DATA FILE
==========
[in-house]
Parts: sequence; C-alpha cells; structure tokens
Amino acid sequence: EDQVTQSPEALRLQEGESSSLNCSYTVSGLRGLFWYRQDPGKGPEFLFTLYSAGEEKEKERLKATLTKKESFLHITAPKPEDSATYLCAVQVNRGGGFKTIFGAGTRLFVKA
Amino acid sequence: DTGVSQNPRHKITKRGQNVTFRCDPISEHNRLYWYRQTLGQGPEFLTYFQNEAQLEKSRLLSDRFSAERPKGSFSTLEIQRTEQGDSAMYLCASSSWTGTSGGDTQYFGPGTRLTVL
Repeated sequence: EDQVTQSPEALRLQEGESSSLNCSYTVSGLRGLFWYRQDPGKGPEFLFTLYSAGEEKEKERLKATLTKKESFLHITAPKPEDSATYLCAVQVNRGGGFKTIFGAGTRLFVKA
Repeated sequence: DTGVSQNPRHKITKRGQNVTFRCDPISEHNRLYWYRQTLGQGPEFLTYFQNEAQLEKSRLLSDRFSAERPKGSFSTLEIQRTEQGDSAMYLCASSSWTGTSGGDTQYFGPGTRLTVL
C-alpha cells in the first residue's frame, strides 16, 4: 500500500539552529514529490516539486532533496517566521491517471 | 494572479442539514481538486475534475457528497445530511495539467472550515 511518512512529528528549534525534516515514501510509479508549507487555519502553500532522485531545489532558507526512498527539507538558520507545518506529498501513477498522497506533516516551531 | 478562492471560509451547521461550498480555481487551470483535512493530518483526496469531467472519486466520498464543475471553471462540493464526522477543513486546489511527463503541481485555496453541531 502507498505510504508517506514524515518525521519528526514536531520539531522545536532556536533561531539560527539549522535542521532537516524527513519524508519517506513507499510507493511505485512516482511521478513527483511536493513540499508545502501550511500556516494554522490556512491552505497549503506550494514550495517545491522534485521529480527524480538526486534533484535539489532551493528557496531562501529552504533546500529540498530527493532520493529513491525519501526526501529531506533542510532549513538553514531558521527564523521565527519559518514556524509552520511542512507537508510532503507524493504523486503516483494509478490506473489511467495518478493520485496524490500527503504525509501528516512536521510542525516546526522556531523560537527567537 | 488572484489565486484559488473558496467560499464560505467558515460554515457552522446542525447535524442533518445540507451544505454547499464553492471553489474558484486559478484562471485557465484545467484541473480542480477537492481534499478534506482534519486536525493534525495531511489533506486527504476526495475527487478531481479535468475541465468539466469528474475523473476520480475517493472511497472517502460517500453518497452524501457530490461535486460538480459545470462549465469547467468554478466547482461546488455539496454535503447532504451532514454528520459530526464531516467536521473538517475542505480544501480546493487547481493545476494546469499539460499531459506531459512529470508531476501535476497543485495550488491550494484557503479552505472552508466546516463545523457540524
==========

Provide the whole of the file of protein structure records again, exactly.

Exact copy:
[in-house]
Parts: sequence; C-alpha cells; structure tokens
Amino acid sequence: EDQVTQSPEALRLQEGESSSLNCSYTVSGLRGLFWYRQDPGKGPEFLFTLYSAGEEKEKERLKATLTKKESFLHITAPKPEDSATYLCAVQVNRGGGFKTIFGAGTRLFVKA
Amino acid sequence: DTGVSQNPRHKITKRGQNVTFRCDPISEHNRLYWYRQTLGQGPEFLTYFQNEAQLEKSRLLSDRFSAERPKGSFSTLEIQRTEQGDSAMYLCASSSWTGTSGGDTQYFGPGTRLTVL
Repeated sequence: EDQVTQSPEALRLQEGESSSLNCSYTVSGLRGLFWYRQDPGKGPEFLFTLYSAGEEKEKERLKATLTKKESFLHITAPKPEDSATYLCAVQVNRGGGFKTIFGAGTRLFVKA
Repeated sequence: DTGVSQNPRHKITKRGQNVTFRCDPISEHNRLYWYRQTLGQGPEFLTYFQNEAQLEKSRLLSDRFSAERPKGSFSTLEIQRTEQGDSAMYLCASSSWTGTSGGDTQYFGPGTRLTVL
C-alpha cells in the first residue's frame, strides 16, 4: 500500500539552529514529490516539486532533496517566521491517471 | 494572479442539514481538486475534475457528497445530511495539467472550515 511518512512529528528549534525534516515514501510509479508549507487555519502553500532522485531545489532558507526512498527539507538558520507545518506529498501513477498522497506533516516551531 | 478562492471560509451547521461550498480555481487551470483535512493530518483526496469531467472519486466520498464543475471553471462540493464526522477543513486546489511527463503541481485555496453541531 502507498505510504508517506514524515518525521519528526514536531520539531522545536532556536533561531539560527539549522535542521532537516524527513519524508519517506513507499510507493511505485512516482511521478513527483511536493513540499508545502501550511500556516494554522490556512491552505497549503506550494514550495517545491522534485521529480527524480538526486534533484535539489532551493528557496531562501529552504533546500529540498530527493532520493529513491525519501526526501529531506533542510532549513538553514531558521527564523521565527519559518514556524509552520511542512507537508510532503507524493504523486503516483494509478490506473489511467495518478493520485496524490500527503504525509501528516512536521510542525516546526522556531523560537527567537 | 488572484489565486484559488473558496467560499464560505467558515460554515457552522446542525447535524442533518445540507451544505454547499464553492471553489474558484486559478484562471485557465484545467484541473480542480477537492481534499478534506482534519486536525493534525495531511489533506486527504476526495475527487478531481479535468475541465468539466469528474475523473476520480475517493472511497472517502460517500453518497452524501457530490461535486460538480459545470462549465469547467468554478466547482461546488455539496454535503447532504451532514454528520459530526464531516467536521473538517475542505480544501480546493487547481493545476494546469499539460499531459506531459512529470508531476501535476497543485495550488491550494484557503479552505472552508466546516463545523457540524